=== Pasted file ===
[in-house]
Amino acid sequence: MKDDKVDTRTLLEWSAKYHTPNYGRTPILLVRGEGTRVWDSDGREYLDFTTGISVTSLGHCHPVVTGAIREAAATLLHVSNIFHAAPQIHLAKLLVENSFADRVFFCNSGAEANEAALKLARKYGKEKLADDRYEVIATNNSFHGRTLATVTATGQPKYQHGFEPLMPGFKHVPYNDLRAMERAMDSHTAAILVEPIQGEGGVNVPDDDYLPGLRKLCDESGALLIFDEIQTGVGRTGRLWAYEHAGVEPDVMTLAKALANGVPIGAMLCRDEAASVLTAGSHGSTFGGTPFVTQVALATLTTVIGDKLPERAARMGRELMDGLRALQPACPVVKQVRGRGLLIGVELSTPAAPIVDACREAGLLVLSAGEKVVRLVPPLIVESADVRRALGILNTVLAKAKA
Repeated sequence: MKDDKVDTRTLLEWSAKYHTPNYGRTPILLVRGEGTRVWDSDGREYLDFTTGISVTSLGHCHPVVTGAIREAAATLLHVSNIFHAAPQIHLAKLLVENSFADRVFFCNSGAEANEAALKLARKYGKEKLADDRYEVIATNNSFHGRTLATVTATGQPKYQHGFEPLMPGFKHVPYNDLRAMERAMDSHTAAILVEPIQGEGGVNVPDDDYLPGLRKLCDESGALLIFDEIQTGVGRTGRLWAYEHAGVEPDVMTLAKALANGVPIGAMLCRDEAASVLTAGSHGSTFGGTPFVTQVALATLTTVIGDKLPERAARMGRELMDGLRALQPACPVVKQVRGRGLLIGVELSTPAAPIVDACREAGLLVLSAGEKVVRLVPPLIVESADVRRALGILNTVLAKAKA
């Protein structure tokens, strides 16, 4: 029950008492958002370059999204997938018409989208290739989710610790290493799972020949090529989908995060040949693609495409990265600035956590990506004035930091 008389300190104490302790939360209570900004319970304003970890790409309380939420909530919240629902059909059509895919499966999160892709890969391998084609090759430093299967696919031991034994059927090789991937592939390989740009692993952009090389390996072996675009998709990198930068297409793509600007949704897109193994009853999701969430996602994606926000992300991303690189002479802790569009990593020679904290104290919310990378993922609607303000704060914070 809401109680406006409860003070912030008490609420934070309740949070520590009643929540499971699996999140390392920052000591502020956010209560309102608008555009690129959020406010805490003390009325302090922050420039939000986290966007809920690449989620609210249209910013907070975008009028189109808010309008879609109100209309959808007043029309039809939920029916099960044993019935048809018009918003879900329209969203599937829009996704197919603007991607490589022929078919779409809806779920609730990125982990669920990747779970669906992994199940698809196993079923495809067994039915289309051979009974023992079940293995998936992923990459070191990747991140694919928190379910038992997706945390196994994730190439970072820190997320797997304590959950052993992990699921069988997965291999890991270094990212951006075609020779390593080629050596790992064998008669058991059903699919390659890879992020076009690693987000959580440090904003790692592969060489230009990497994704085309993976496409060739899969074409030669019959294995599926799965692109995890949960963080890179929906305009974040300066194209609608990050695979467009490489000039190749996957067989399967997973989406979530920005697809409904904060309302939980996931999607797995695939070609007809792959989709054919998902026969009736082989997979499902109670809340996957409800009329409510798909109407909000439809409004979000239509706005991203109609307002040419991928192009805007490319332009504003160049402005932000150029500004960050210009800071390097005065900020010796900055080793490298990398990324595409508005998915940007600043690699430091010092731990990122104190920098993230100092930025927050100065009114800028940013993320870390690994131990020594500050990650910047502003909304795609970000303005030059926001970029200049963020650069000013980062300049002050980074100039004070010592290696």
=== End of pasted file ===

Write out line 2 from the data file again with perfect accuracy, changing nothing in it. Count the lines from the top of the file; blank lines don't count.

Amino acid sequence: MKDDKVDTRTLLEWSAKYHTPNYGRTPILLVRGEGTRVWDSDGREYLDFTTGISVTSLGHCHPVVTGAIREAAATLLHVSNIFHAAPQIHLAKLLVENSFADRVFFCNSGAEANEAALKLARKYGKEKLADDRYEVIATNNSFHGRTLATVTATGQPKYQHGFEPLMPGFKHVPYNDLRAMERAMDSHTAAILVEPIQGEGGVNVPDDDYLPGLRKLCDESGALLIFDEIQTGVGRTGRLWAYEHAGVEPDVMTLAKALANGVPIGAMLCRDEAASVLTAGSHGSTFGGTPFVTQVALATLTTVIGDKLPERAARMGRELMDGLRALQPACPVVKQVRGRGLLIGVELSTPAAPIVDACREAGLLVLSAGEKVVRLVPPLIVESADVRRALGILNTVLAKAKA